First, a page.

the CIA's Paris station had run an elaborate operation: Tim Weiner, "C.I.A. Confirms Blunders During Economic Spying on France," The New York Times, March 13, 1996.

                      The division was a world apart at the CIA: Tim Weiner, "More Is Told About C.I.A. in Guatemala," The New York Times, April 25, 1995.

                      "The CIA station in Guatemala was about twice the size it needed to be": Stroock interview with author.

                      "The chief of station came into my office": McAfee interview with author.

                      "Let me explain life to you": Tenet interview with author.

                      "Dick Clarke came to me and said, 'They're going to blow you up'": Lake interview with author.

                      the agency conspired with an Iraqi exile named Ayad Alawi: In May 2004, a year into the American occupation of Iraq, the United States propelled Alawi into the post of prime minister. Despite his articulateness and ambition, he was not a political success. The near-universal knowledge of his long-standing ties to the CIA was not counted in his favor.

                      an old and troubled romance: In the summer of 1972, the agency delivered a $5.38 million package of aid and arms personally approved by Nixon and Kissinger "to assist...the Iraqi Kurds in their resistance against the Ba'athi Iraqi regime," in Kissinger's words. Kissinger then sold the Kurds down the river two years later, abandoning American support for their cause in order to pacify the shah of Iran, who had grown fearful of an independent Kurdish state. Kissinger memo, undated but on or about July 31, 1971, in FRUS, 1969-1972. Vol. E-4, document 322, declassified September 2006.

                      "The Saddam case was an interesting case": Lowenthal interview with author.

                      "It would have been a great challenge": Lake interview with author.

                      "a dancing bear in a political circus": Lake interview with author.

                      "It is impossible to overstate the turbulence": Hitz interview with author.

                      Its ability to collect and analyze secrets was falling apart: A strong encryption program called PGP, for Pretty Good Privacy, had been available for free on the World Wide Web since the end of the cold war. On March 20, 1997, the deputy director of the National Security Agency, William Crowell, told Congress: "If all the personal computers in the world--260 million computers--were put to work on a single PGP-encrypted message, it would still take an estimated 12 million times the age of the universe, on average, to break a single message." How was American intelligence going to unscramble that? Crowell testimony, House Judiciary Subcommittee on Courts and Intellectual Property, March 20, 1997.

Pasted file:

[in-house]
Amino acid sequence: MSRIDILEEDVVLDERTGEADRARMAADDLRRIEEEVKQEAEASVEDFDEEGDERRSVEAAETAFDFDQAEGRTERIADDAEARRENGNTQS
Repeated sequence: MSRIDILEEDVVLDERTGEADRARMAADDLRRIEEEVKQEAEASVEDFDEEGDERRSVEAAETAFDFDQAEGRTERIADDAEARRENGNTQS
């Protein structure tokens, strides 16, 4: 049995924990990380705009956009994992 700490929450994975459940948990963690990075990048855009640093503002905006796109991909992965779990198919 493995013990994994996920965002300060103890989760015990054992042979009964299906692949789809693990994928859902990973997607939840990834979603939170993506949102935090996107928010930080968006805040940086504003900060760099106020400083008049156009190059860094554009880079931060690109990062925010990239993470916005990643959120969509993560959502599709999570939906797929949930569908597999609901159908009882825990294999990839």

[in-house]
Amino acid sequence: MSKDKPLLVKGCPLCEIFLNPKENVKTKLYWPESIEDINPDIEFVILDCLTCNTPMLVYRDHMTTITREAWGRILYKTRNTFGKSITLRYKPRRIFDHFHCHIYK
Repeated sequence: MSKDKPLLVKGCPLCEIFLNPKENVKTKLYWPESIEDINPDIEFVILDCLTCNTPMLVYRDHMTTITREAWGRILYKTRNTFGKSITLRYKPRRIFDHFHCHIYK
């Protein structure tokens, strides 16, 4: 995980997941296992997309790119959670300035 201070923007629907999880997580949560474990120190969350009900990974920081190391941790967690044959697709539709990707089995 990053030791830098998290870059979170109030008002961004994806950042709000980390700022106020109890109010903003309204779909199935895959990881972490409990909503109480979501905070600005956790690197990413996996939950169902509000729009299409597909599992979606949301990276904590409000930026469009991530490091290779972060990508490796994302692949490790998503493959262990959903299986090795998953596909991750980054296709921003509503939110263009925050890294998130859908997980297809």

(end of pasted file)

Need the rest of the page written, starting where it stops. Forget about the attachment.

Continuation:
"great successes are rare and failure is routine": "IC21: The Intelligence Community in the 21st Century," Staff Study, House Permanent Select Committee on Intelligence, 1996.

                      The careers of three years' worth of CIA trainees were blighted: Completion of the CIA's training course was no guarantee of success when stationed overseas. Jim Olson, who served as chief of station in Moscow, Vienna, and Mexico City, told the story of a bright young couple who reported to him as newly minted case officers. She was a lawyer, he was an engineer. "I had high hopes for them," he recounted. But after less than a week, they told him that they had ethical qualms about recruiting agents "under false pretenses. They said they simply could not bring themselves to mislead and manipulate innocent people that way." Of course, that is what CIA officers overseas do for a living. The couple could not be salvaged. They quit, and wound up driving a long-haul tractor trailer in tandem. Olson was "very curious why their moral reservations had not turned up in training." It turned out that they had indeed expressed their fears, but their instructors told them not to worry--that "everything would be fine once they got to their first assignment." Everything was not fine. Olson, Fair Play: The Moral Dilemmas of Spying (Washington, DC: Potomac, 2006), pp. 251-252. A 2003 graduate of the CIA's training school., T. J. Waters, has reported similar misfeasance by his instructors. There seems to be a problem down on the Farm. T. J. Waters, Class 11: Inside the Largest Spy Class in CIA History (New York: Dutton, 2006).

                      "depth, breadth, and expertise": Report of House Permanent Select Committee on Intelligence, Representative Porter J. Goss, Chairman, June 18, 1997.